It will be appreciated that the IBOCS 14 can regulate actuation of the safety devices based upon seat belt status information obtained by the image processor 28. In one embodiment, the SRS processor 22 is configured to selectively inhibit the airbag controller 24 according to the seat belt status. For example, when the IBOCS 14 determines from the vehicular occupant information that an occupant in not wearing a seat belt, the SRS processor 22 can depower the airbag controller 24 (and/or other components associated with an airbag and/or other safety devices) such that an airbag is not deployed during a collision.

It will be appreciated that the IBOCS 14 can be configured to indicate the seat belt status. In one embodiment, the IBOCS 14 can be configured to notify an occupant when a seat belt is not being worn. In such an embodiment, as illustrated in FIG. 2, the SRS 16 can include a seatbelt reminder indicia 30 (e.g., Passenger Tattle Tale) in communication with the SRS processor 22. When an occupant (e.g., 34 in FIG. 3) is not wearing a seat belt (e.g., 29 in FIG. 3), the seat belt reminder indicia 30 can alarm (e.g., visually, audibly) in order to remind the occupant to wear the seat belt. It will be appreciated that the seat belt reminder indicia 30 can indicate a status of a seat belt in any of a variety of suitable alternative arrangements (e.g., transmit an indicator to a vehicular tracking system to facilitate remote monitoring of a status of a seat belt).

As illustrated in FIG. 3, the image sensor 26 can be disposed along a pillar 32 of the vehicle 10 such that vehicular occupant information can be captured for an occupant 34 seated in a passenger seat 36. However, it will be appreciated that additional or alternative image sensors can be provided in any of a variety of other suitable locations and/or arrangements within or adjacent to the passenger compartment 12 of the vehicle 10. For example, as shown in FIG. 3, an image sensor 27 can be attached to the ceiling 34. In such an embodiment, the image sensors 26, 27 can be separated by a known distance such that a 3-dimensional image can be produced. In yet another example, an image sensor can be provided adjacent to a driver's seat 38 to capture vehicular occupant information for a driver (not shown) and can, for example, be attached to a dashboard, center console, door panel, or any of a variety of other suitable features within the passenger compartment of a vehicle. In yet another example, an image sensor can be provided adjacent to rear seats of a vehicle to capture vehicular occupant information for passengers seated in these rear seats. It will be appreciated that a vehicle can include image sensors provided in any or all of these locations. It will also be appreciated that the IBOCS can additionally or alternatively include illumination sources provided in any or all of these locations.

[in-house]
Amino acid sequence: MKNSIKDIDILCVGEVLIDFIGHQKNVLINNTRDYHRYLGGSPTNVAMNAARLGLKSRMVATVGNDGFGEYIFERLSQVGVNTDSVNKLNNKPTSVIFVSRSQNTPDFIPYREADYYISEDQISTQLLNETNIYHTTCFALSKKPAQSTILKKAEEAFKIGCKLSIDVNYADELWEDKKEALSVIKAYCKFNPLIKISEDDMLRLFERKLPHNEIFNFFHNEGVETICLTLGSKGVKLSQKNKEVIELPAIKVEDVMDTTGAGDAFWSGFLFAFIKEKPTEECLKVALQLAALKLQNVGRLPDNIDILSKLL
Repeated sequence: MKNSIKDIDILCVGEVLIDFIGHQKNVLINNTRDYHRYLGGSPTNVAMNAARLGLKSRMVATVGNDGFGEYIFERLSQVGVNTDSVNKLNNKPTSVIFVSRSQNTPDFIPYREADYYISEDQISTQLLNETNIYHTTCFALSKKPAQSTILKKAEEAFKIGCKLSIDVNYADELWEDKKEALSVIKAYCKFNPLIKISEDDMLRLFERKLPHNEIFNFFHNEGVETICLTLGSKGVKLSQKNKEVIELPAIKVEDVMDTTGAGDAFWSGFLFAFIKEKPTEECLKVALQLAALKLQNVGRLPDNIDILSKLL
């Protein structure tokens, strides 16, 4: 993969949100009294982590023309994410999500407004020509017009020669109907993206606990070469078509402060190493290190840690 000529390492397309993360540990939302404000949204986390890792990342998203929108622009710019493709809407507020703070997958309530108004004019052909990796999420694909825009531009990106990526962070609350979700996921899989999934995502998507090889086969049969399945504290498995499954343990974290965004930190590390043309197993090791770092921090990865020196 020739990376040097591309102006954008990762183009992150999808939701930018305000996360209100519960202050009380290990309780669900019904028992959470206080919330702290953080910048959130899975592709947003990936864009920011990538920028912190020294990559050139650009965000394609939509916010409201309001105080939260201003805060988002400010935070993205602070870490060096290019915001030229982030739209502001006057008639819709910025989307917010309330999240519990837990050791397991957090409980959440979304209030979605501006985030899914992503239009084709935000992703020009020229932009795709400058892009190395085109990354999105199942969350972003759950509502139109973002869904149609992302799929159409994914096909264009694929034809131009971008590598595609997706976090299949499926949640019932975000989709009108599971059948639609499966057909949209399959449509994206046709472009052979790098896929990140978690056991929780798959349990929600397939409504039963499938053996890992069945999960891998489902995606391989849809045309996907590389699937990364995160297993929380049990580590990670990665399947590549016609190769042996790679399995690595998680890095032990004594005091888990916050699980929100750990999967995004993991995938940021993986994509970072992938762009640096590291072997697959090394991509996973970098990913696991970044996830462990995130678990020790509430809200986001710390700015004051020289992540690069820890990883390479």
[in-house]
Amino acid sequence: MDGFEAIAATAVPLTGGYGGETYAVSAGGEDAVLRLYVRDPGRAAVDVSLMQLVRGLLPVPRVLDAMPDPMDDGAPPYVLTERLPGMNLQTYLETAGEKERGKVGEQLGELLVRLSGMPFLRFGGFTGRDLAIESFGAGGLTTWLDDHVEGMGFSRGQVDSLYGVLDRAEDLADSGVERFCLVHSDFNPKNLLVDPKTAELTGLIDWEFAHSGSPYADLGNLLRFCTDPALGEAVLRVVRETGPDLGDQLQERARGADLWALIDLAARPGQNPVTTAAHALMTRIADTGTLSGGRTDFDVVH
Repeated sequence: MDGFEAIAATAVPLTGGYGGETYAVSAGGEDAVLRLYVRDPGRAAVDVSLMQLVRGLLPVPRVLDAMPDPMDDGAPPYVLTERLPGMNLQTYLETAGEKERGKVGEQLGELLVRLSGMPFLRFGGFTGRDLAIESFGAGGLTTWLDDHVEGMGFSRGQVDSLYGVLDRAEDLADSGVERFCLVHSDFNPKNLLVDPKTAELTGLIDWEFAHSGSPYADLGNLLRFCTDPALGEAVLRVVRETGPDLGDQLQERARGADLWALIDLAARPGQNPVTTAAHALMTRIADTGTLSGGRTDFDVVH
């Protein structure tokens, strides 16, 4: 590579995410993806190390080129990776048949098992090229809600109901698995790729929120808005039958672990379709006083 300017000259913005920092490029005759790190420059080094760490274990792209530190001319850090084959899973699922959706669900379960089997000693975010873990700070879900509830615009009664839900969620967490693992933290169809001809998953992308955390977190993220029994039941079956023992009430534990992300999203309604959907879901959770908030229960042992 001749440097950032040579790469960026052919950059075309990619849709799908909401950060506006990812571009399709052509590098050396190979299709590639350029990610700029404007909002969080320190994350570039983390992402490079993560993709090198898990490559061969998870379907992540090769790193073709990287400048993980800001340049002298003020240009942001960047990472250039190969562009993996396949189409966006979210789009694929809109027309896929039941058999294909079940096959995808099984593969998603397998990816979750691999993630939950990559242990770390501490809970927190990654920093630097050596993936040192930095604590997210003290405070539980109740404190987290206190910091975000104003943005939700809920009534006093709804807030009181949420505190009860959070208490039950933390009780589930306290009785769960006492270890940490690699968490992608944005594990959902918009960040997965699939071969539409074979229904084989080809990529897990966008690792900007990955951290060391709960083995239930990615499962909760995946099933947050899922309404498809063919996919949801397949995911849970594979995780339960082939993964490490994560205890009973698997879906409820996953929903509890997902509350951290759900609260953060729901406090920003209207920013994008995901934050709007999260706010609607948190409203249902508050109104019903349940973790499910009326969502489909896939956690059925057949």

The image processor 28 can be configured to perform first sampling operations upon the vehicular occupant information in order to determine an occupant's classification. In one embodiment, in performing the first sampling operations, the image processor 28 can be configured to selectively actuate the image sensor 26 and to analyze the vehicular occupant information captured by the image sensor 26. However, it will be appreciated that the first sampling operations can include any of a variety of additional or alternative operations useful in determining occupant classification.